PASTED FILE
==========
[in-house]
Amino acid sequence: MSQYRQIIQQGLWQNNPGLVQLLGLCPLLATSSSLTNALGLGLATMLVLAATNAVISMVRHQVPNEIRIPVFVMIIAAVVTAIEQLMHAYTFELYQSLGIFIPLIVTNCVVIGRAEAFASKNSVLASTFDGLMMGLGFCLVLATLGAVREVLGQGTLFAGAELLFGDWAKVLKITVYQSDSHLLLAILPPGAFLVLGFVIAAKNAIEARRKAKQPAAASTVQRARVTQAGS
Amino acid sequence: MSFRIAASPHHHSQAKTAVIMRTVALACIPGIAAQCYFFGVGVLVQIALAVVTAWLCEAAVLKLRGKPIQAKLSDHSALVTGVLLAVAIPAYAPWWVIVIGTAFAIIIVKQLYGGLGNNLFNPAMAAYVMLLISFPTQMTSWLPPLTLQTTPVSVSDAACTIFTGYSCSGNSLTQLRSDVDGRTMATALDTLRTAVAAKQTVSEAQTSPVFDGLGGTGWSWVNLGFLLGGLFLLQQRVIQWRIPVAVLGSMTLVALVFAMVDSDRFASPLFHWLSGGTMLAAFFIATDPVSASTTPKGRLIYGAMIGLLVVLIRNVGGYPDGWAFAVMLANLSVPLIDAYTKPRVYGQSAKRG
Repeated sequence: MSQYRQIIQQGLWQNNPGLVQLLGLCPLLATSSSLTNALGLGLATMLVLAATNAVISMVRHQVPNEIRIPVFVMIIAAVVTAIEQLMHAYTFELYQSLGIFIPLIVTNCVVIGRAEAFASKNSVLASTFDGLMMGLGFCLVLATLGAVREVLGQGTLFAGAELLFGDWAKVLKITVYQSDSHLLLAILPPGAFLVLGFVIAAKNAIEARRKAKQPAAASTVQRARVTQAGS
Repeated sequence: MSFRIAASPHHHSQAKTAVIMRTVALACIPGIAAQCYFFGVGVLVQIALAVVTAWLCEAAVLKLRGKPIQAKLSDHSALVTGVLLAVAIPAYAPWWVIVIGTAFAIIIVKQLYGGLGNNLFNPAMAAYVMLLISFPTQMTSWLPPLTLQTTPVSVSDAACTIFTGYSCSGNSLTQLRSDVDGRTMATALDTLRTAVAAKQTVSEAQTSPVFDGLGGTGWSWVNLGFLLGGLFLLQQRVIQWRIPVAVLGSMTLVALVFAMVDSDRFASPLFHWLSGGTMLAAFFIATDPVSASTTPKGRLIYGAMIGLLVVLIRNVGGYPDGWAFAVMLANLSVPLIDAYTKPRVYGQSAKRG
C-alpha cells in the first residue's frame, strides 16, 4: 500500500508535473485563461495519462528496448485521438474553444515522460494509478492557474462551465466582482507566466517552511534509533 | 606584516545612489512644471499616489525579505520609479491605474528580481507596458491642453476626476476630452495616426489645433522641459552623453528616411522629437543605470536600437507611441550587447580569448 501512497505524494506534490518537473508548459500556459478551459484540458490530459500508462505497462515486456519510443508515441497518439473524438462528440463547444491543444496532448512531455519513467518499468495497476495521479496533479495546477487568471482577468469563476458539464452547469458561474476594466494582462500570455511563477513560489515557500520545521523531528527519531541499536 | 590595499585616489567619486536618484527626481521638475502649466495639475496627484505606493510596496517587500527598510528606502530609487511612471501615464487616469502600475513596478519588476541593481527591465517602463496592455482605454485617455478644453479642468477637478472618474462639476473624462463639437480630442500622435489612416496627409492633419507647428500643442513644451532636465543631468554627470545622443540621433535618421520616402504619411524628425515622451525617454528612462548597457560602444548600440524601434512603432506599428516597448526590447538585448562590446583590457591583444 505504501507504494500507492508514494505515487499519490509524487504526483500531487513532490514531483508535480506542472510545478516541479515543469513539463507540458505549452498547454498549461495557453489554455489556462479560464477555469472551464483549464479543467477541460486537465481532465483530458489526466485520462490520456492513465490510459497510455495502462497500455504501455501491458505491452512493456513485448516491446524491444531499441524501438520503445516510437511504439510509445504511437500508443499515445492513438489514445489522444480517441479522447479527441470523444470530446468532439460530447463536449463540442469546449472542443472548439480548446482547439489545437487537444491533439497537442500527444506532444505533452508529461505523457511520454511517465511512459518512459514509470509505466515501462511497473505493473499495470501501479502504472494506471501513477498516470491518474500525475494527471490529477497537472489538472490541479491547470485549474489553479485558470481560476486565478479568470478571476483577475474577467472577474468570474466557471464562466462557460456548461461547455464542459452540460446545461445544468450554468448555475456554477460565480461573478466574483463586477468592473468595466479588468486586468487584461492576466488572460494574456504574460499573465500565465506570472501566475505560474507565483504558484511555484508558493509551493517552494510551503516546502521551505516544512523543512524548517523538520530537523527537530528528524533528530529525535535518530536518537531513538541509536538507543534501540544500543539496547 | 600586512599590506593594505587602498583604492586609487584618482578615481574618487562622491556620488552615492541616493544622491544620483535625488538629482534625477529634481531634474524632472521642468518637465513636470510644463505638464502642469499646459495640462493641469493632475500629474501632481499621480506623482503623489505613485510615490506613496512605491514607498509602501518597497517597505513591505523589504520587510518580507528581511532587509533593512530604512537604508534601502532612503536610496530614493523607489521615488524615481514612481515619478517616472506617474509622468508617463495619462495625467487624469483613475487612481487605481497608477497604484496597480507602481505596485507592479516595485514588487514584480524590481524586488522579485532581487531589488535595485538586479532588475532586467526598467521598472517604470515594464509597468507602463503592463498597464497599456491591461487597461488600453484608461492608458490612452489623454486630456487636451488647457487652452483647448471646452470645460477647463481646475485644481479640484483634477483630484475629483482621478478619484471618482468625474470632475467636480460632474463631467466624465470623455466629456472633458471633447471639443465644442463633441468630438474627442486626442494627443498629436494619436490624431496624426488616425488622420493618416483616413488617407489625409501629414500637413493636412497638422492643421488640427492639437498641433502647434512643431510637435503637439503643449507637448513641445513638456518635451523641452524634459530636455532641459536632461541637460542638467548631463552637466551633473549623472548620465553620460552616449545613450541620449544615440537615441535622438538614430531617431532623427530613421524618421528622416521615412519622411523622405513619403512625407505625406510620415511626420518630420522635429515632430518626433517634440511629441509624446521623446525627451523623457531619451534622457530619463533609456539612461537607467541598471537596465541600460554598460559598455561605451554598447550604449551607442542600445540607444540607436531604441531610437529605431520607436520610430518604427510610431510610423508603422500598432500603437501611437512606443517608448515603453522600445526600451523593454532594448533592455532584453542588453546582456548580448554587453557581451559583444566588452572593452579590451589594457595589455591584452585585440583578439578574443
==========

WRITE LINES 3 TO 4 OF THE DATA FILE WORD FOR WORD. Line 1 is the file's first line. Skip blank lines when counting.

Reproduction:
Amino acid sequence: MSFRIAASPHHHSQAKTAVIMRTVALACIPGIAAQCYFFGVGVLVQIALAVVTAWLCEAAVLKLRGKPIQAKLSDHSALVTGVLLAVAIPAYAPWWVIVIGTAFAIIIVKQLYGGLGNNLFNPAMAAYVMLLISFPTQMTSWLPPLTLQTTPVSVSDAACTIFTGYSCSGNSLTQLRSDVDGRTMATALDTLRTAVAAKQTVSEAQTSPVFDGLGGTGWSWVNLGFLLGGLFLLQQRVIQWRIPVAVLGSMTLVALVFAMVDSDRFASPLFHWLSGGTMLAAFFIATDPVSASTTPKGRLIYGAMIGLLVVLIRNVGGYPDGWAFAVMLANLSVPLIDAYTKPRVYGQSAKRG
Repeated sequence: MSQYRQIIQQGLWQNNPGLVQLLGLCPLLATSSSLTNALGLGLATMLVLAATNAVISMVRHQVPNEIRIPVFVMIIAAVVTAIEQLMHAYTFELYQSLGIFIPLIVTNCVVIGRAEAFASKNSVLASTFDGLMMGLGFCLVLATLGAVREVLGQGTLFAGAELLFGDWAKVLKITVYQSDSHLLLAILPPGAFLVLGFVIAAKNAIEARRKAKQPAAASTVQRARVTQAGS